I subscribe to the myth, still. I believe that Modernism is something entirely divorced from what went before, a historical rupture, a revolution. But the exhibit celebrating reknown nineteenth-century New York furniture maker Duncan Phyfe on view now at the Met makes it seem much less so. Phyfe opened his workshop in 1794 and died in 1854. His work impresses because, like a lot of great work, while it seems absolutely of its time it also looks far forward.
As displayed in the small, open, interconnected galleries in the museum’s American Wing, adjacent to the work of his contemporaries, Phyfe’s pieces have a singular assurance. They are finer, smarter and less fussy, with more elemental profiles. And they are stronger, more fit, than the other Victorian pieces, which seem to be drowning in their own over-ripe Gothic and classical embellishments, some so much so that it’s hard to determine what purpose they serve. Is that a side table or an umbrella stand? A console or a bench. After taking in the Phyfe exhibit my friend and I walked through galleries packed with Arts and Craft, Art Deco and Shaker treasures, arriving finally at the museum’s famous Frank Lloyd Wright-designed period room. The Duncan Phyfe exhibit was a perfect overture.
A few years ago Thomasville launched The Ernest Hemingway Furniture Collection with four lines called “Paris,” “Kenya,” “Key West,” and “Havana,” inspired by the great writer’s travels. The pieces, exaggerated versions of regional styles, had a real appeal. (The company still sells Hemingway furniture in some of these styles, but now it’s only classified by room.) The furniture richly evoked the mythology of the writer. And it was just a beginning. Thomasville could have followed with “Ketchum,” “Pamplona,” and “Oak Park.” Hemingway had so many lives, so many incarnations. Every reader can sift through them and choose the Hemingway she likes best.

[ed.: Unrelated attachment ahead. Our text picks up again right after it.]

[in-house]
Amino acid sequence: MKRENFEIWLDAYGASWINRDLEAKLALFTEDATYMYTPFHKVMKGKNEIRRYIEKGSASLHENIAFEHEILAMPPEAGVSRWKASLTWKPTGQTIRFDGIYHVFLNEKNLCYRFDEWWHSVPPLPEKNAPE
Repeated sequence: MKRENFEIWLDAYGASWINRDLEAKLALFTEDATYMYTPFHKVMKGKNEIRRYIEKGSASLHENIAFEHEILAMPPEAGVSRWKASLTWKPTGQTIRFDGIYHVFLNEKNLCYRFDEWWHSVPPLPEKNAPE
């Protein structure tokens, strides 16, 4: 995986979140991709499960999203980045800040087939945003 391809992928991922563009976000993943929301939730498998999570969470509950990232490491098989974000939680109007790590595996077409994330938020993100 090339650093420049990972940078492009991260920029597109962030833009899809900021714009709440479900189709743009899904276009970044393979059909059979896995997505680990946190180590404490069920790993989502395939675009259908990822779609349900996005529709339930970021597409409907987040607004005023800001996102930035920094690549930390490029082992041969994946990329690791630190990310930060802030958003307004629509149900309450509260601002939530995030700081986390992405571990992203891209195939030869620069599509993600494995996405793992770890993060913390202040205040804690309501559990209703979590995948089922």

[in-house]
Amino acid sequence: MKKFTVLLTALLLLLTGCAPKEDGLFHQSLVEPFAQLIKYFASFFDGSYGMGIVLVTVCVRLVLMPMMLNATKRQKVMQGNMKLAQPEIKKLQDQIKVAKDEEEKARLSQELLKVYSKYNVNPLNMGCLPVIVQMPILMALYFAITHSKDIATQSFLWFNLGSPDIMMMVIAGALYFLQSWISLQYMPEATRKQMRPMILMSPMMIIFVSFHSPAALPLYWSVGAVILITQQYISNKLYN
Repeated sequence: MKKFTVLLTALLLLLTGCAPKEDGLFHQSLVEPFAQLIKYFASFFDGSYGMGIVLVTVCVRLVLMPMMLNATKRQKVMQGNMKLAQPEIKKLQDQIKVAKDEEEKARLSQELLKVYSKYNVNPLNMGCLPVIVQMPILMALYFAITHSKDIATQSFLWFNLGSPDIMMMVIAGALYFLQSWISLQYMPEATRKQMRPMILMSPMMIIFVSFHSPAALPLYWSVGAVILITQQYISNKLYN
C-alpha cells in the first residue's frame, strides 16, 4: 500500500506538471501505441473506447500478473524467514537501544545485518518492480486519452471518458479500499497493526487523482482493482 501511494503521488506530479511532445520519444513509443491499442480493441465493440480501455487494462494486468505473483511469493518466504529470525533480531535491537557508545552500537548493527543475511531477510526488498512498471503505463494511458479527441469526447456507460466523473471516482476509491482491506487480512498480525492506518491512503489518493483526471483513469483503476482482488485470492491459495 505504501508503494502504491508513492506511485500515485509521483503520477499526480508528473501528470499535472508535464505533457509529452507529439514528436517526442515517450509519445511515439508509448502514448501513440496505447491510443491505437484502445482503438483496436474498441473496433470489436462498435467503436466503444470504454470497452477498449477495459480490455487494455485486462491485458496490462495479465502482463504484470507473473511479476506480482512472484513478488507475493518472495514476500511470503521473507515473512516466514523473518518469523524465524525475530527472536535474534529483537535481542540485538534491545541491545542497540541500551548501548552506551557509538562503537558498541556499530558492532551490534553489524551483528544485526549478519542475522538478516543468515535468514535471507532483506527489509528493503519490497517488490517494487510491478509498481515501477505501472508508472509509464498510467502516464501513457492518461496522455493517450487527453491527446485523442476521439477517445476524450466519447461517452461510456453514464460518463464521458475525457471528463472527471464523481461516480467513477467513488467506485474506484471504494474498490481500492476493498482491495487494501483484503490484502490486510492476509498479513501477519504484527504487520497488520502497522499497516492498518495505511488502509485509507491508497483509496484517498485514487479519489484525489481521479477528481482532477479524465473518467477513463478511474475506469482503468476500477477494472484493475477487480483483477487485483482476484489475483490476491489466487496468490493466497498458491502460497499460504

After reading A Moveable Feast, “Paris” became my favorite. That memoir, in which Hemingway describes his life there as a young writer in the 1920’s, was completed in the late 1950’s, decades afterwards. In the book Hemingway remembers Gertrude Stein, Pablo Picasso and F. Scott Fitzgerald. And he remembers his (first) wife, his (first) son, and his work. He rented a small, unheated garret for writing, and climbed the steps each morning with empty copy books, pencils, and a pocketful of oranges. He struggled over the empty pages all day, and the oranges sometimes froze before he could eat them. This Hemingway, remembered softly, is the one that appears in Woody Allen’s movie Midnight in Paris, and he’s entirely winning. The movie gives us a Stein, a Picasso and a Fitzgerald that are convincing, but it’s Hemingway, played by Corey Stoll, that really springs to life. He stares boldly and impassively at whomever he’s with, and speaks in slow, absolute declarations that are at once stylistically accurate and richly satirical. He’s always drinking and challenging men to boxing matches, but we don’t see any of the consequences. We only see the young man.